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Lately, American farmers have not been given much good news when it comes to trade. American Farm Bureau Chief Economist John Newton tells Ohio Farm Bureau Director of Media Relations Ty Higgins that big wins with the USMCA and Japan may get the ball rolling for more bilateral trade deals and could bring positive momentum to the upcoming trade talks with China.
Ty Higgins: This is the Ohio Farm Bureau podcast. I’m Ty Higgins along with Dr. John Newton. He’s the chief economist with the American Farm Bureau Federation, and John on the economic side of agriculture so much to talk about. Let’s start with trade. We were hearing a lot about what might be happening with China in the near future but a big deal coming down the pike with one of our biggest trading partners in Japan.
Dr. John Newton: Well I think the administration sent the notice up to Congress that we’re going to see some details on the Japanese Trade Agreement very, very soon. The challenge with Japan was that the CPTPP countries moved forward with their trade agreement that did not include the United States. So we didn’t have the same preferential access as some of our competitors in the Japanese market. So once we see the details there hopefully this levels that playing field a little bit for especially for some of our products. Beef going into Japan — 2 billion dollars a year. We’d like to see some better access there. Dairy products obviously. Japanese markets are very, very important. It’s one of our top five markets. So getting better access can be a big win.
Ty Higgins: You mentioned that Trans-Pacific Partnership and the way it kind of went to the wayside when President Trump got into office. We talked about all these bilateral trade deals to make up the difference. Are we going to see enough to do what TPP could have done?
Dr. John Newton: Well I think it’s you know if you look at it trade like a football game, We need to get some first downs. I think getting USMCA across the finish line, getting the Japan trade deal done signals to our other partners around the world that hey we’re open for business and we can get something done. Come to the table. Let’s negotiate. I think if we get something done with China and then maybe think about some other markets that are quite frankly very, very large markets that we don’t have a big role in. The Indian market is as big as China and yet we do not do a lot of business there. So maybe we can find some new markets. You know when we think back to the situation with China we’re not going to replace them. But we need to find some new customers around the world.
Ty Higgins: When it comes to the RFS, President Trump really kind of ruffled some feathers a couple of weeks ago with some waivers. Where is that now and what might be the next steps the administration takes?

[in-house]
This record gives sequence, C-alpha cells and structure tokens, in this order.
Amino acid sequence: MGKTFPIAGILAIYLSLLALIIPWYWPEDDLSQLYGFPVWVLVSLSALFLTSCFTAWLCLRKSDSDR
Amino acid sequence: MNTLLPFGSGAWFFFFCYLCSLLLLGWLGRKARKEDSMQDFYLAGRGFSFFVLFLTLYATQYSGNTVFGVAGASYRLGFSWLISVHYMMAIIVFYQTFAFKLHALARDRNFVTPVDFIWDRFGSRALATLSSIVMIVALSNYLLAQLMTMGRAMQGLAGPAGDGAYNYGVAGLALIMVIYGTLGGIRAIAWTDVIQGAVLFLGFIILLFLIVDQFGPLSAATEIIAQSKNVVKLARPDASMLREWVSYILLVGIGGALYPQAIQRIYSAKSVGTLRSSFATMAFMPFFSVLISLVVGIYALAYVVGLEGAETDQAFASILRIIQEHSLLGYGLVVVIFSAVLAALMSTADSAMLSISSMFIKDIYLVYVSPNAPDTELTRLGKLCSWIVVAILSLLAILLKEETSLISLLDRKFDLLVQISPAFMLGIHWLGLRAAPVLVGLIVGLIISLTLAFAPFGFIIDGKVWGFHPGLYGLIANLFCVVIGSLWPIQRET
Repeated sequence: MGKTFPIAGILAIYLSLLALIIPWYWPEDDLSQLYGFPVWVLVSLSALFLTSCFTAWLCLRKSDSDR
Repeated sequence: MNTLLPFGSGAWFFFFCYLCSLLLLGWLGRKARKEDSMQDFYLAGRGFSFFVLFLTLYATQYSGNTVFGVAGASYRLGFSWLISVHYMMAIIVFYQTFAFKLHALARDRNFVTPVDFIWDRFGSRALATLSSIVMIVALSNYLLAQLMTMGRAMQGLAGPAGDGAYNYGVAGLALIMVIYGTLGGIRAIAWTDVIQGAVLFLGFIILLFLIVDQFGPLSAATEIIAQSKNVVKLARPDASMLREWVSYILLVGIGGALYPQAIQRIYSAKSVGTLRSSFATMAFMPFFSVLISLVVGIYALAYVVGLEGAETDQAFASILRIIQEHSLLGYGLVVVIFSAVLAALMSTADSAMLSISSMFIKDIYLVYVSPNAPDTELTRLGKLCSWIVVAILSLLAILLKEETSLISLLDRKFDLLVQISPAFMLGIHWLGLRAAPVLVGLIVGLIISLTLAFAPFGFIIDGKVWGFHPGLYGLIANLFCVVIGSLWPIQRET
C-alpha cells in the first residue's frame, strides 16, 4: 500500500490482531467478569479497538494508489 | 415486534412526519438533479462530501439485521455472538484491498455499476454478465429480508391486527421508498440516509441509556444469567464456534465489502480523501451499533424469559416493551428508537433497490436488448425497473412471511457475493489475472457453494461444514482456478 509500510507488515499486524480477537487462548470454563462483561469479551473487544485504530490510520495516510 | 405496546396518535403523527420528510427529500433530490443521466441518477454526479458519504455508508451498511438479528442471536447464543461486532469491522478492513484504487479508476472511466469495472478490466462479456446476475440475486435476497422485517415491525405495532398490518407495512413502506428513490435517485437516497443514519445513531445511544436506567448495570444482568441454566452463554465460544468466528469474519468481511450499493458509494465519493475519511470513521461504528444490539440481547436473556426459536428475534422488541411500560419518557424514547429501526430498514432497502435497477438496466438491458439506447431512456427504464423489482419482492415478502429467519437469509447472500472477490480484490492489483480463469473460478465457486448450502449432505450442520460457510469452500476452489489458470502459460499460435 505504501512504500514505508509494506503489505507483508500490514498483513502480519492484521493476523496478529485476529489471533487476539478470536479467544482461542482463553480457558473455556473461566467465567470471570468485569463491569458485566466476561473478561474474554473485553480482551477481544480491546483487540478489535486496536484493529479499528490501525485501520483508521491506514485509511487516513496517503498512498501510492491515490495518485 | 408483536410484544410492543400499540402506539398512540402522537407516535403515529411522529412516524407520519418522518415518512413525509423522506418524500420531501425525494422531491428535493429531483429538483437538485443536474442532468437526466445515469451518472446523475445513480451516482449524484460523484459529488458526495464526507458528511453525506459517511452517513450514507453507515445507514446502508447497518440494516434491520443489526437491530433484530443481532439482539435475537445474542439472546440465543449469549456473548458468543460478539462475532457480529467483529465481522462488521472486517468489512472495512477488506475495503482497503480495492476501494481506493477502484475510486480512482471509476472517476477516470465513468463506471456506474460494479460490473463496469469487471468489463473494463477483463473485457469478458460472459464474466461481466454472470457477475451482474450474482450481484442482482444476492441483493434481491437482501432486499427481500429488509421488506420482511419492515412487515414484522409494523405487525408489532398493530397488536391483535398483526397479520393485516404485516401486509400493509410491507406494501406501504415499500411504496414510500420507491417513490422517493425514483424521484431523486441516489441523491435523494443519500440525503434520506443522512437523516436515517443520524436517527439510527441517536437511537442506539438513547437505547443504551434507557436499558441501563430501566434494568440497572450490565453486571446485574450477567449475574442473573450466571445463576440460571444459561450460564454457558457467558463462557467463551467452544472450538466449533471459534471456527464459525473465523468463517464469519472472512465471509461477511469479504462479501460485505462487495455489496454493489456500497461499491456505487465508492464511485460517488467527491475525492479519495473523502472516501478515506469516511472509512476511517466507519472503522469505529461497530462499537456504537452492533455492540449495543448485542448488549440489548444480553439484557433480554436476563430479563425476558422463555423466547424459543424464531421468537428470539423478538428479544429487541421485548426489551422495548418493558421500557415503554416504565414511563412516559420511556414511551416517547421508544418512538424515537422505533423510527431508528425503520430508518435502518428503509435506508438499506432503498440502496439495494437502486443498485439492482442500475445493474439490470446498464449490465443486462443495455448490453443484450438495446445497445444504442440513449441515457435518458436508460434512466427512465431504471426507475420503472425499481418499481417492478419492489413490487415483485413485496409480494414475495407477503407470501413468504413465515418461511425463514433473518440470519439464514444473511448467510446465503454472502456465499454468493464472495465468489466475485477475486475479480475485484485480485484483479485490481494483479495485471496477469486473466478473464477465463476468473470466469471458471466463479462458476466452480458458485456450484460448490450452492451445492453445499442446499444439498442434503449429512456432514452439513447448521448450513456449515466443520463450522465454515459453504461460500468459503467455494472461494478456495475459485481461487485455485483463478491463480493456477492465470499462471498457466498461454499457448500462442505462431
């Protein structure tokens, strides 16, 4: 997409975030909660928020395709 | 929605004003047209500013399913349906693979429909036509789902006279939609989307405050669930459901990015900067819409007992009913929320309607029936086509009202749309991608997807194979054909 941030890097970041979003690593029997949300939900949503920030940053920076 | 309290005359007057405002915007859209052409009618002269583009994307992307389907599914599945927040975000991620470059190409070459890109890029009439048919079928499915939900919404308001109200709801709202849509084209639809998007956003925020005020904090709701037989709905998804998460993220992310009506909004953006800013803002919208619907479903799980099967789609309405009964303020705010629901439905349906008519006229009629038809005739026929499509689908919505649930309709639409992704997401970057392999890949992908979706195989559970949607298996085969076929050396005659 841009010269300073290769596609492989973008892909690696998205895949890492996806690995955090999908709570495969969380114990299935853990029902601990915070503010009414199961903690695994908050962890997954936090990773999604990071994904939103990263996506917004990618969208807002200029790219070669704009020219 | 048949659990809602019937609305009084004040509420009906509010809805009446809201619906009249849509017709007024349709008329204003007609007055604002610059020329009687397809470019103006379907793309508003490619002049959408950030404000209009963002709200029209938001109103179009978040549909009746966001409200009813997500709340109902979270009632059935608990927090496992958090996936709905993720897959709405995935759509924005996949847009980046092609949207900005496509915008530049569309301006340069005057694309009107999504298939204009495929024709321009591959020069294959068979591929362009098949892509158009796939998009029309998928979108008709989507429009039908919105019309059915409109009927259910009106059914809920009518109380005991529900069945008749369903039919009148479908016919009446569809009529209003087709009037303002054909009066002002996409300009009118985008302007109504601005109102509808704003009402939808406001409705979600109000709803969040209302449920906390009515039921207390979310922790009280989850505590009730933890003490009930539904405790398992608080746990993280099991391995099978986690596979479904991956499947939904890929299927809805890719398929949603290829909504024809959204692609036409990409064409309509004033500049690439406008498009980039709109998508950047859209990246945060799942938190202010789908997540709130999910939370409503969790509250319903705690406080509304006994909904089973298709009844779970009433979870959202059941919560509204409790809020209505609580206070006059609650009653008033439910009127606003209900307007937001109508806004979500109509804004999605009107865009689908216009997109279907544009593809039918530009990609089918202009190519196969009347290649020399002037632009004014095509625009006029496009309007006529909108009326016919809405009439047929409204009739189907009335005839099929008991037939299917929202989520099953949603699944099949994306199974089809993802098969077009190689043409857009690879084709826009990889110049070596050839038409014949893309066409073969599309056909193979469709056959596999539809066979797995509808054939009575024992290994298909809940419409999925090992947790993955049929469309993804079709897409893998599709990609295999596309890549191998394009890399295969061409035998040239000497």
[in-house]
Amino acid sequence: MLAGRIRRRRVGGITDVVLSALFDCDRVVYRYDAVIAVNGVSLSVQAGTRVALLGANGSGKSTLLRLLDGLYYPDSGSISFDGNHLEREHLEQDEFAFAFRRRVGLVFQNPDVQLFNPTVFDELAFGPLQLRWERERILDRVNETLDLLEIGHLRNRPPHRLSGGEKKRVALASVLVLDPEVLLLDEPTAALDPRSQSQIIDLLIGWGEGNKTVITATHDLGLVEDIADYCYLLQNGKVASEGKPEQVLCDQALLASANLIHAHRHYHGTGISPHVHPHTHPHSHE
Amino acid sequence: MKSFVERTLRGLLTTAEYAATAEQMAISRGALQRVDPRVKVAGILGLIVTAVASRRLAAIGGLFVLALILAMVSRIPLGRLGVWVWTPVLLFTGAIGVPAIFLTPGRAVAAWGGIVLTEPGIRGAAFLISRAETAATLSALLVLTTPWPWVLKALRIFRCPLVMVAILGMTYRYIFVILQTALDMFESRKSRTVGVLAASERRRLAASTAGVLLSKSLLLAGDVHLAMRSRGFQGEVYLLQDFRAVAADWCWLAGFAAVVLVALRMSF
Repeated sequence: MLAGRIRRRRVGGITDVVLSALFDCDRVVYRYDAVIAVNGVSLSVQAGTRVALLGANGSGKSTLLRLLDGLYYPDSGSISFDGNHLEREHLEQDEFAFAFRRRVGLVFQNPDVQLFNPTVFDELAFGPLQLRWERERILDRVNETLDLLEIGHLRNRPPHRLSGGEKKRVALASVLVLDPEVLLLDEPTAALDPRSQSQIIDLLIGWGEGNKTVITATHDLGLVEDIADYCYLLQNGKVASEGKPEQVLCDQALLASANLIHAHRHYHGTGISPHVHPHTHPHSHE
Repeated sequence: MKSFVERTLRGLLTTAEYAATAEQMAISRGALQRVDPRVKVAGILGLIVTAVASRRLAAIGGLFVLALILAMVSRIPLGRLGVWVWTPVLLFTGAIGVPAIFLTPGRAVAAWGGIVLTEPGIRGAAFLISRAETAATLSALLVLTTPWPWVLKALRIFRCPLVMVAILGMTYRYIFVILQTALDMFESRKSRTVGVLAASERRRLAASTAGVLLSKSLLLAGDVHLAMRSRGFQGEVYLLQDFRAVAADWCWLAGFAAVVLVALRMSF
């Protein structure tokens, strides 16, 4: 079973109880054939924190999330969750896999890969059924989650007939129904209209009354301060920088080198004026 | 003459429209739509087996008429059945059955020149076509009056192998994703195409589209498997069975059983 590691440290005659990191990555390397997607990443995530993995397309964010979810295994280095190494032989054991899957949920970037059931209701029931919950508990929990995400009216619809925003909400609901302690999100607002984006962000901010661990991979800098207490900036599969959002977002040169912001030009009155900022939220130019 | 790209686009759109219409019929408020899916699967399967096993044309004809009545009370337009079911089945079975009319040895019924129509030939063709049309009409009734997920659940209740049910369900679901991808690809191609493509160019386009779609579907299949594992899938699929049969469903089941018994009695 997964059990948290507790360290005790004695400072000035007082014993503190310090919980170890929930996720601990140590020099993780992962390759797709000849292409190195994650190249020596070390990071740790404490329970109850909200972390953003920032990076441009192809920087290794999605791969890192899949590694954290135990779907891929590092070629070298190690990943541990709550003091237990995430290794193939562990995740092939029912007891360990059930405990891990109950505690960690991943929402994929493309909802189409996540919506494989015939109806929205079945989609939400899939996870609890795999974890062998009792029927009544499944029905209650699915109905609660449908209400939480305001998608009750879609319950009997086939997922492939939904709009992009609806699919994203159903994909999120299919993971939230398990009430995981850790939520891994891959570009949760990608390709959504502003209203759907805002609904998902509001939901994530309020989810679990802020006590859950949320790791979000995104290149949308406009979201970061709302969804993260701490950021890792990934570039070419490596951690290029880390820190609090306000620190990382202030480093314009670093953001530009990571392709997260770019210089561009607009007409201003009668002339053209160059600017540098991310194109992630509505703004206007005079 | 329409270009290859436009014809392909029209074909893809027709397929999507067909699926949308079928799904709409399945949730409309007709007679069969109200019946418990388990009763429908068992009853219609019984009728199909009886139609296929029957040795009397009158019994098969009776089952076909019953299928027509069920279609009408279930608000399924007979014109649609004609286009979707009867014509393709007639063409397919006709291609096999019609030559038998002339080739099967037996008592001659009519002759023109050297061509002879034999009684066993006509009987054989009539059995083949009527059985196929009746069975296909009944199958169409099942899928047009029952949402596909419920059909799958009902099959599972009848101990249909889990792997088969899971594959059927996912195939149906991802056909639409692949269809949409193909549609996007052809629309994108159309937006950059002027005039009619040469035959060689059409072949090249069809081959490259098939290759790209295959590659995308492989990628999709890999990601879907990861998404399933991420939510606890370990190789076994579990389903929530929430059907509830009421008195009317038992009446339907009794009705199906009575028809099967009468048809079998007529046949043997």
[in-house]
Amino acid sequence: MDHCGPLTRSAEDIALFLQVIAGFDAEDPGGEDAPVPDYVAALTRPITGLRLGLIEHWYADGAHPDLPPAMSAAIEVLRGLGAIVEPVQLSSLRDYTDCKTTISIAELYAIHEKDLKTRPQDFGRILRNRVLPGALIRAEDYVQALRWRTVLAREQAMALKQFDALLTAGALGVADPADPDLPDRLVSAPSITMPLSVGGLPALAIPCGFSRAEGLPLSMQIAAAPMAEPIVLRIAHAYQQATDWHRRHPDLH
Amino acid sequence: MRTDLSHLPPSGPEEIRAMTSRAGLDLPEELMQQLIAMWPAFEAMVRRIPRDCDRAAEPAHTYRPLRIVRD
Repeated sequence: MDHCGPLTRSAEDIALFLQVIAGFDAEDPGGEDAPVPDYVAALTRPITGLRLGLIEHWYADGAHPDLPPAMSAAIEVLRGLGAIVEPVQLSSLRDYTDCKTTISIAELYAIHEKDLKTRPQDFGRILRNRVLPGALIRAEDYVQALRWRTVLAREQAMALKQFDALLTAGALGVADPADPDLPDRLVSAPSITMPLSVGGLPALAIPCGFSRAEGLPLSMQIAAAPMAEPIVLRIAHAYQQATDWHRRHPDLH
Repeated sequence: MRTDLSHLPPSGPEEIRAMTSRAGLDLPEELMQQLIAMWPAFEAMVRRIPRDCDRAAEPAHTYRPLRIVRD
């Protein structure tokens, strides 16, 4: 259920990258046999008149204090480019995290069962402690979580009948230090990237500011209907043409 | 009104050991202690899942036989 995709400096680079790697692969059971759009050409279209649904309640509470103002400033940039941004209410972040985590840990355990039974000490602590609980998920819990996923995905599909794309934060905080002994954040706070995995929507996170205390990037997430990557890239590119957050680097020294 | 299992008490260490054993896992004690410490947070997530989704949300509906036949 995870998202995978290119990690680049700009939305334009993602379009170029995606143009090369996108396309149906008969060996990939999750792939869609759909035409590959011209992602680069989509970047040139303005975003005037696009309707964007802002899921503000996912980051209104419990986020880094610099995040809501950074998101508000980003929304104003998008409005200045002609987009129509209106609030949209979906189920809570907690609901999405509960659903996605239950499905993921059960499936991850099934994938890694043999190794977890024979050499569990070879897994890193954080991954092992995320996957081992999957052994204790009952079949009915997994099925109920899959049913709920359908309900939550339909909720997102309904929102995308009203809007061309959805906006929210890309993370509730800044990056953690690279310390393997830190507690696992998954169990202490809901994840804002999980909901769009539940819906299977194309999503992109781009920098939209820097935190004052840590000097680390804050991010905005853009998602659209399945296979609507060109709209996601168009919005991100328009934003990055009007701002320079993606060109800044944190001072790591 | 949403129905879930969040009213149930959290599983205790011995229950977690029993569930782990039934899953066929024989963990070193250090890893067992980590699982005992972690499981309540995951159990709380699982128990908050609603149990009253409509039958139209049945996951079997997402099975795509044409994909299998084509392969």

Dr. John Newton: I think people are sitting down at the table trying to figure out how do we move forward. The small refinery exemptions effectively took 4 billion gallons of ethanol off the table. That impacts corn demand. I think the administration is trying to figure out how do you reallocate that. There’s obviously going to be some pushback from the refineries but you can’t do those small refinery exemptions and approve them at such a high rate and not expect agriculture to be a little bit upset.
Ty Higgins: Where are we out on the farm bill implementation process?
Dr. John Newton: Well it sign up for ARC and PLC is now open. Farmers and ranchers can get out there and sign up for ARC or PLC. They need to evaluate the prices, understand the yields. We’ll be doing some work at Farm Bureau trying to help people understand both of those program options. The sign up for the dairy program closes this Friday. I think about 70% of the milk out there is enrolled in the new dairy margin coverage program. So you’ve got all these new farm bill programs available to you. It’s important to sit down and figure out what works best for your operation.
Ty Higgins: I’d be remiss if I’d let you go and didn’t talk about the elephant in the room and that’s China. We have seen the ebbs and flows of this trade war over the past year and so now we’re hearing about maybe China dropping some tariffs on some soybean and pork products from the U.S. and trade talks starting up again in October. What are you hearing on that front?
Dr. John Newton: Well it’s a step in the right direction. You know we’re approaching harvest season. We’re going to have new crops/soybeans to move. We’ve still got some old crops/soybeans to move. So if China steps back into the market — they’ve already bought pork products from the United States –that’s that’s a big win for agriculture…helps remove some of those burdensome inventories that we had and frankly we look forward to getting trade restored back to China where soybeans have a 2 or 3% tariff instead of a 28% tariff and pork has a 12% tariff instead of a 70% tariff. I think if we can get some of these things done, we’ll be in a great position with China.
Ty Higgins: John Newton he is the chief economist with the American Farm Bureau Federation. Our guest on the Ohio Farm Bureau Podcast.
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